“The first door goes into the crypt, the second is storage,” Julianna answered as she moved slowly forward. Quinlan took a step but slipped in the blood. He landed with a dull thud and sickening splash, “Blast this wench had a lot of blood.”

“Mind how you talk about the fallen,” Julianna snapped. She reached the door to the crypt and pulled it wide open, sword at the ready. She glanced inside but saw naught, so she quickly shut the door.

“See anything?” Quinlan queried.

“Only the dead,” Julianna replied, “Prepare yourself.”

She moved over to the storage room door, this time choosing to kick it open. Her massive kick knocked the door off of its top hinge, causing it to topple into the room, twisting the bottom hinge at a right angle.

“I do not understand. This room is vacant also,” Julianna exclaimed.

Quinlan stepped on the ruined door, causing the hinge to snap off entirely. He caught himself from falling by grabbing hold of one of the numerous boxes stacked along the wall.

Quinlan turned and shrugged, “It would appear whoever has slain the poor girl has made good their escape.”

Julianna sheathed her blade and went back to the scene, avoiding the pool of blood she reached down and pulled the dagger free. Quinlan had followed her and asked, “Do you recognize the blade?”

“No, I have not laid eyes on it before,” She wiped the blood off on the fallen girl’s dress, “Come on, there is nothing more we can do down here.”

They returned to the top of the steps where Lady Matilda, a trembling Arietta, and two guards awaited them. Seeing the lowermost half of Quinlan covered in blood was enough to have Arietta swoon, falling to the floor where she stood.

“One of you needs to carry her to her room,” Lady Matilda ordered and then turning to Julianna and Quinlan asked, “What has happened?”

“The new girl, Gina, has been murdered,” To emphasize the fact she raised the dagger up for Lady Matilda to see.

“Oh no. Of all the times for something this horrid to happen, why did it have to transpire now?”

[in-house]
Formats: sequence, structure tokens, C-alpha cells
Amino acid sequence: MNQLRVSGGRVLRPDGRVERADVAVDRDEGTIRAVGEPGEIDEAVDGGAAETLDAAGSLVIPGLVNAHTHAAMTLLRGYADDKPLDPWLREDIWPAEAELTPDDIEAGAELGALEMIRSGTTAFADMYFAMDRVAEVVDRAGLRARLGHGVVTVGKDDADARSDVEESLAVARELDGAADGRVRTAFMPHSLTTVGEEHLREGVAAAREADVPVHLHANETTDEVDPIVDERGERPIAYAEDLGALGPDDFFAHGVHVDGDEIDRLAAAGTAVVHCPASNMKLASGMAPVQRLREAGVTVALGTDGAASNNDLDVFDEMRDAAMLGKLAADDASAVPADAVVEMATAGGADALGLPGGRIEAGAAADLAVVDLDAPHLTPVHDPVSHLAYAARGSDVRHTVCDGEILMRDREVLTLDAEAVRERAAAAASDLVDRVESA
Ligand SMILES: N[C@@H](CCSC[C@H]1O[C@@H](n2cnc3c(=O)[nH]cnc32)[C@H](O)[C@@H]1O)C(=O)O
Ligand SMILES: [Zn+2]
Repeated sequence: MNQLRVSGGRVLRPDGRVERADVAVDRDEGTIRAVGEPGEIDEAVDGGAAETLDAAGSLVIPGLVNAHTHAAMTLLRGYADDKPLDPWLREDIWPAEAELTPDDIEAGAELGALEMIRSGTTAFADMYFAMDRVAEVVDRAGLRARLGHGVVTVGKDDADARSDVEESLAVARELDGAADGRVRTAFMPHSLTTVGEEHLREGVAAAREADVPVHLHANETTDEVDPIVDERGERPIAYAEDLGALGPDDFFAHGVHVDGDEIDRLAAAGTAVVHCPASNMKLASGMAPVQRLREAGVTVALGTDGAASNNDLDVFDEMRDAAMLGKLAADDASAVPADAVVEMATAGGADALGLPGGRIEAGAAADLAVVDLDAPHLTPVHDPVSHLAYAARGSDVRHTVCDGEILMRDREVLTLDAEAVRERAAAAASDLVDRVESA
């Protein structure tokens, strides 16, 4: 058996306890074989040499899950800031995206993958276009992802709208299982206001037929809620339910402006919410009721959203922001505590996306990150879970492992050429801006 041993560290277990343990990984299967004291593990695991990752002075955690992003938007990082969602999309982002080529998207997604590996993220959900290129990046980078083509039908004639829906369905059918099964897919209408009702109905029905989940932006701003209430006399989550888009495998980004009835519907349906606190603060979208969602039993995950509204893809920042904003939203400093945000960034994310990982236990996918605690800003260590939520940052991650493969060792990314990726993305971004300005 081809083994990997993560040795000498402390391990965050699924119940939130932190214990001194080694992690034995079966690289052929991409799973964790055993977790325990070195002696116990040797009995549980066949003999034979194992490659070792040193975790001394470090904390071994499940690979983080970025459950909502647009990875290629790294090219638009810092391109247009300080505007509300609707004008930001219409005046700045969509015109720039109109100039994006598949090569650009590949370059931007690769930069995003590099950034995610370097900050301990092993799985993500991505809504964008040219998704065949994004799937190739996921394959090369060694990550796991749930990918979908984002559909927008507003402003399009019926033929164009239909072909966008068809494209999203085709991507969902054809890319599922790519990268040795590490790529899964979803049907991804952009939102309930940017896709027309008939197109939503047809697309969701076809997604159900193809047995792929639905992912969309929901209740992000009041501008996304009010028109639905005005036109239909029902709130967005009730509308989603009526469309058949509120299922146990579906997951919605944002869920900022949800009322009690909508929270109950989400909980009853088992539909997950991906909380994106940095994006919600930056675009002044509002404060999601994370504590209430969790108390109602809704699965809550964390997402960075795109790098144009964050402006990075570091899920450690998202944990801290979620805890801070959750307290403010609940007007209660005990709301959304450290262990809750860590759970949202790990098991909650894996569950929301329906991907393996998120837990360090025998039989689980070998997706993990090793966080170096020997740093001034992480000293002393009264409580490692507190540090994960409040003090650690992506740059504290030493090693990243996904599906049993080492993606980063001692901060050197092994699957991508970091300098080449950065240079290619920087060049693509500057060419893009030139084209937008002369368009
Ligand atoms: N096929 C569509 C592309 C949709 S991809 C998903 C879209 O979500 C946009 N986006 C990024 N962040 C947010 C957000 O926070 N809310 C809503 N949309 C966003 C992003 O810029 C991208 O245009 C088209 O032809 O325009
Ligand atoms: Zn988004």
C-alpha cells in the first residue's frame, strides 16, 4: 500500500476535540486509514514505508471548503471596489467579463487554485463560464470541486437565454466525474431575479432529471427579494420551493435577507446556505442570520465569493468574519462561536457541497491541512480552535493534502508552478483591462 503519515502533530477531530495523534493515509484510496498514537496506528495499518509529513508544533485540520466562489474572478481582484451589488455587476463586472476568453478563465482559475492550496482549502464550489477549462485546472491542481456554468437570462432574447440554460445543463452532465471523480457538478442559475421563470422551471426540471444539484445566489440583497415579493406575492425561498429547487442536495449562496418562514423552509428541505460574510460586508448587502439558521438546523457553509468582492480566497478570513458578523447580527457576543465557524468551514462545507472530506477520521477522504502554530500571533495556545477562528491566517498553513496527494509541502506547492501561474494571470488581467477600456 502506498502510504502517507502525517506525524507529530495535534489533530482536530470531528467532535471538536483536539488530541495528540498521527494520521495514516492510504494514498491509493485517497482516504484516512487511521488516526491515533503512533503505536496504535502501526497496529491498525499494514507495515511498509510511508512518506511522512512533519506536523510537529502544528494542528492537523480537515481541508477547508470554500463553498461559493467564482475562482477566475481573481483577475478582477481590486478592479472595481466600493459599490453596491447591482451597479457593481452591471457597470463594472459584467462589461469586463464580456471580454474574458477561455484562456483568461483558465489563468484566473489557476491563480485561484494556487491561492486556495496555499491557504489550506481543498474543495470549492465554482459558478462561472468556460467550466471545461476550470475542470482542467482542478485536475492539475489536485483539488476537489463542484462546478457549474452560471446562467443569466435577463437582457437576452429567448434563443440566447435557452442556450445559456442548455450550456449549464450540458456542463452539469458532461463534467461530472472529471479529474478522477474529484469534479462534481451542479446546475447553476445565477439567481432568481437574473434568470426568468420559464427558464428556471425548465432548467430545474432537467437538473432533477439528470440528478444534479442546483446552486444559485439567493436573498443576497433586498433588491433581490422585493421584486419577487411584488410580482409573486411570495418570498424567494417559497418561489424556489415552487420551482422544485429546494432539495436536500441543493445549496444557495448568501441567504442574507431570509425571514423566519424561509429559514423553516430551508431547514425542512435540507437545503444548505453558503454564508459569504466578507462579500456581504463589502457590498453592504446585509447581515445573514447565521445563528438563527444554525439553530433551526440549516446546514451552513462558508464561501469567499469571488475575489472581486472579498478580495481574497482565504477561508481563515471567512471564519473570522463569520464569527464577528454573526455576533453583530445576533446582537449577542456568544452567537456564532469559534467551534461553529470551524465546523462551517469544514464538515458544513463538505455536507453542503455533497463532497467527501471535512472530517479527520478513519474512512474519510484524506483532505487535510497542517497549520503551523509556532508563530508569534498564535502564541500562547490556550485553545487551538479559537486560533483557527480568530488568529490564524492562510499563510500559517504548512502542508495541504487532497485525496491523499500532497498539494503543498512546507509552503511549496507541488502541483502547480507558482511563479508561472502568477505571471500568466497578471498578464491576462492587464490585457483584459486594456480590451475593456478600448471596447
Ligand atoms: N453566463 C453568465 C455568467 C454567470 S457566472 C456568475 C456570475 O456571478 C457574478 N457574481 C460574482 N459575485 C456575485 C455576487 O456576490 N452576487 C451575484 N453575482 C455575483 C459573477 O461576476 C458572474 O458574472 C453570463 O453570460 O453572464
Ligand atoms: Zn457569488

“I am afraid I do not understand,” Quinlan said, “Why is now not the right time?”

“I suppose I should have told you Sir Quinlan, but the Lords of the other guild houses are coming here to pay their respects and determine if they will petition the King to take my trade routes from me.”

“Oh, I see,” Quinlan feigned astonishment and added, “If there is anything I can do to help, please do not hesitate to ask.”

“You are quite a gallant man, Sir Quinlan,” She sighed and looked to Julianna for some help in the matter.

“Milady, I think it may be wise to ask Sir Quinlan to remain here, we could use a man who does not turn away from danger.” She glanced back at Quinlan and then to Lady Matilda again, “If nothing else, we need to offer him a bath and something to wear before we send him back into the streets.”

“Yes, indeed we do,” She turned and looked around the staircase to see the other four servants huddled together in the dining hall, “Keya, take this gentleman to the bath, and find something of my husbands’ which will fit him.”

“Yes, mistress,” Keya slowly let go of her compatriots and came over, she seemed a bit revolted from Quinlan’s appearance, covered in blood, but she followed her ladies bidding and motioned for him to follow her.

Once Quinlan and Keya were out of sight, Lady Matilda dismissed the guard and told the other girls to get back to work.

“Milady, what shall we do with the body?” Julianna asked.

“Once we have finished talking have the guards place her in the crypt. After this business with the Lords is over with, we shall see her properly buried.”

“Yes, Milady.”

“I am surprised at you Julianna. I never thought you would want the help of a man to protect me.”

Julianna smiled, “And I never will, but I do not believe we could just let him leave covered in blood, especially since I do not trust him.”

“Why not?”

“I find it a bit suspicious that we have a murder shortly after his arrival, so I would prefer to know where he is before I find him with a dagger to your throat.”

Lady Matilda paled slightly, “I see what you mean,” She sighed heavily and leaned up against the wall, “May I ask you a question, one which you will not repeat?”

“Yes, Milady.”

“Do you think I can run this guild alone, or should I just give it to another?”

“I…” She began but Lady Matilda stopped her, “Do not answer that, I know what I must do.”


Quinlan soaked in a large tub in one of the second-floor rooms, leisurely glancing about as Keya added more hot water. A small table with several towels rested off to his right, just beneath a small window. He turned to see Julianna entering the room and suddenly seemed a bit uncomfortable. Sitting in a tub with Keya attending him was by far quite different than a woman he found to be breath-taking. He slipped down into the water until only his head remained above the crimson-tinted bath.

“Is there anything you require?” Julianna asked.

“No, unless you wish to join me for a glass of wine?”

She frowned back, “If you want I will send someone to find you a wench.”

“I am sorry. Sometimes I speak before I think. It is just...; it has been a while since I have seen a woman of such beauty. I just thought you may need a drink after what happened in the cellar.” Quinlan wished he had kept his mouth shut.